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Taraxacum (/təˈræksəkʊm/) is a large genus of flowering plants in the family Asteraceae, which consists of species commonly known as dandelions. The scientific and hobby study of the genus is known as taraxacology. The genus is native to Eurasia and North America, but the two most commonplace species worldwide, T. officinale (the common dandelion) and T. erythrospermum (the red-seeded dandelion), were introduced into North America from Europe and now propagate as wildflowers. Both species are edible in their entirety. The common name dandelion (/ˈdændɪlaɪ.ən/ DAN-di-ly-ən, from French dent-de-lion, meaning 'lion's tooth') is also given to specific members of the genus.
Like other members of the family Asteraceae, they have very small flowers collected together into a composite flower head. Each single flower in a head is called a floret. In part due to their abundance, along with being a generalist species, dandelions are one of the most vital early spring nectar sources for a wide host of pollinators. Many Taraxacum species produce seeds asexually by apomixis, where the seeds are produced without pollination, resulting in offspring that are genetically identical to the parent plant.
In general, the leaves are 50–250 millimetres (2–10 in) long or longer, simple, lobed, and form a basal rosette above the central taproot. The flower heads are yellow to orange coloured, and are open in the daytime, but closed at night. The heads are borne singly on a hollow stem (scape) that is usually leafless and rises 10–100 millimetres (3⁄8–3+7⁄8 in) or more above the leaves. Stems and leaves exude a white, milky latex when broken. A rosette may produce several flowering stems at a time. The flower heads are 20–50 millimetres (3⁄4–2 in) in diameter and consist entirely of ray florets. The flower heads mature into spherical seed heads sometimes called blowballs or clocks (in both British and American English) containing many single-seeded fruits called achenes. Each achene is attached to a pappus of fine hair-like material which enables wind-aided dispersal over long distances.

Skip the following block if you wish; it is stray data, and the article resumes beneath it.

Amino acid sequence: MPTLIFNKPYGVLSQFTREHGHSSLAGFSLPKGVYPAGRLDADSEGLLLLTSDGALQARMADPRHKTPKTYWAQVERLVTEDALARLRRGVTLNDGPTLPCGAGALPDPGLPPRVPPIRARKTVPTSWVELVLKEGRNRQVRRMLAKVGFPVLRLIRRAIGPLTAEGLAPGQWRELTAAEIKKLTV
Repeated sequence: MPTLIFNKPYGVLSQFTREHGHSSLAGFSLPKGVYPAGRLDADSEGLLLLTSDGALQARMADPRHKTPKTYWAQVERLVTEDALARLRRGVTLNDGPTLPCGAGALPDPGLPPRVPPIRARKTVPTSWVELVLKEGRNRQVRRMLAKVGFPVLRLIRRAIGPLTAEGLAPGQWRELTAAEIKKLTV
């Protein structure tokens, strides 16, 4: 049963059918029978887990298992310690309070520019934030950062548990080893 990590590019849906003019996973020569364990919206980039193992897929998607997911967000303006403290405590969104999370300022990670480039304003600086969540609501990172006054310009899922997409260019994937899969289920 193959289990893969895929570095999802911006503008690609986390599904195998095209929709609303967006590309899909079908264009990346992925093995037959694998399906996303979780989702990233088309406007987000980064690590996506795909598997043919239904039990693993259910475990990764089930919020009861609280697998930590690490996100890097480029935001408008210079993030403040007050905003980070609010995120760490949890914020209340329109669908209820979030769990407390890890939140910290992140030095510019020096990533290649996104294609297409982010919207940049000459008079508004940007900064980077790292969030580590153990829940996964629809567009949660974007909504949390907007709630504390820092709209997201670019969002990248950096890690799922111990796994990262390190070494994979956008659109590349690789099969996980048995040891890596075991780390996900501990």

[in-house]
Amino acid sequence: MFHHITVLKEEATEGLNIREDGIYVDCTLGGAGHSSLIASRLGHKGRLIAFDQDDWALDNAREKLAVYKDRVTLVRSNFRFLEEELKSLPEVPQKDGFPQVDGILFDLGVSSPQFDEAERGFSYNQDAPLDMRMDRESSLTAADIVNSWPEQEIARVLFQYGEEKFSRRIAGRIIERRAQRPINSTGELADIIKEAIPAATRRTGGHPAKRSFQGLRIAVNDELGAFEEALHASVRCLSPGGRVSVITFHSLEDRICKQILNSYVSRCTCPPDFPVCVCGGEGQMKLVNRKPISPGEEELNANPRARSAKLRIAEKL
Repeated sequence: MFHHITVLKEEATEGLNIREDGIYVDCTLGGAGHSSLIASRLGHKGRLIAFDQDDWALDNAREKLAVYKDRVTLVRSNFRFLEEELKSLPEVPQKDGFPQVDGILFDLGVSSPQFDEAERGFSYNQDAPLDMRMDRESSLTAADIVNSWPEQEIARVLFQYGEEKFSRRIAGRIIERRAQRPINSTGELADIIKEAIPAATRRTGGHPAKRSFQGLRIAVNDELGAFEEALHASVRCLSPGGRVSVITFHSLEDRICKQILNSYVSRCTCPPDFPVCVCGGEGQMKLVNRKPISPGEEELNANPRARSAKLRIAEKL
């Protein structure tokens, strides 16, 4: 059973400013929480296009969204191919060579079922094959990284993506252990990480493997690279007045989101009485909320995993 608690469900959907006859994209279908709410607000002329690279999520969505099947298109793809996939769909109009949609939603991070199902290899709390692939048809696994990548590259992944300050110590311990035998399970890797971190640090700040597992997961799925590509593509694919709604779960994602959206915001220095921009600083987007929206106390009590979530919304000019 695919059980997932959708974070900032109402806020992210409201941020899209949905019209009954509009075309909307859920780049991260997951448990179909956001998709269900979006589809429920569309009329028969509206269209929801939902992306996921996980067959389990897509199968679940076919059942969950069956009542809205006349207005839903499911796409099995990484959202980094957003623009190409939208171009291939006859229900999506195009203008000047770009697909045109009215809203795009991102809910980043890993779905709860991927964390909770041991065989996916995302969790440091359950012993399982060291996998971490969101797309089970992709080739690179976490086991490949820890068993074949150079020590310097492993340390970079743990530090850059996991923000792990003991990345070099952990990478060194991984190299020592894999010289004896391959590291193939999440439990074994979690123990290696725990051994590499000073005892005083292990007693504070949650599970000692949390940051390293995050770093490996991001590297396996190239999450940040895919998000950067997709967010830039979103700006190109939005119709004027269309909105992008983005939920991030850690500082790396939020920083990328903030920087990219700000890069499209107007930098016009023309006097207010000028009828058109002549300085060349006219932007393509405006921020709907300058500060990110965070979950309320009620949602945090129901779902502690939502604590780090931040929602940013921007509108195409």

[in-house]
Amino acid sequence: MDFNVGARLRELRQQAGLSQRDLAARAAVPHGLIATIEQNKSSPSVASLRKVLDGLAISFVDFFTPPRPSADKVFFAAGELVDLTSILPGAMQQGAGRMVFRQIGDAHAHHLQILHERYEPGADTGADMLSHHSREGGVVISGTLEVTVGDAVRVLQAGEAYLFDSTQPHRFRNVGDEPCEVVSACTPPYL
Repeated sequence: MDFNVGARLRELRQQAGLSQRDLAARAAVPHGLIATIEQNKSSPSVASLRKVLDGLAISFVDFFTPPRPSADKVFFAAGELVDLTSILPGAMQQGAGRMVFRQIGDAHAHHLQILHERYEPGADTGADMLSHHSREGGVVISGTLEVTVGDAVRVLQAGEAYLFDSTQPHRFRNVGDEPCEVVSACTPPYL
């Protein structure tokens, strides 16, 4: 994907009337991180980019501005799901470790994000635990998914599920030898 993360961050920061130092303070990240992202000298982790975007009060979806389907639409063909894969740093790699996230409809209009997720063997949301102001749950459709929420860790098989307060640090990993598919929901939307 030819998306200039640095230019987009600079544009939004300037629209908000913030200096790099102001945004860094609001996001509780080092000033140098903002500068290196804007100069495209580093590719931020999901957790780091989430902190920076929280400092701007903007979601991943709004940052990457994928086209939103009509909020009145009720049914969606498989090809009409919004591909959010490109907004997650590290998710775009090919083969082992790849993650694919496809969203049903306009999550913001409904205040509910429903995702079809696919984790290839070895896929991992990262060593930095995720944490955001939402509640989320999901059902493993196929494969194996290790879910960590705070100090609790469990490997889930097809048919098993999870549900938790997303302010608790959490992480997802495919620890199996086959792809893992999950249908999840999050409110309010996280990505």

The flower head is surrounded by bracts (sometimes mistakenly called sepals) in two series. The inner bracts are erect until the seeds mature, then flex downward to allow the seeds to disperse. The outer bracts are often reflexed downward, but remain appressed in plants of the sections Palustria and Spectabilia. Some species drop the "parachute" from the achenes; the hair-like parachutes are called pappus, and they are modified sepals. Between the pappus and the achene is a stalk called a beak, which elongates as the fruit matures. The beak breaks off from the achene quite easily, separating the seed from the parachute.
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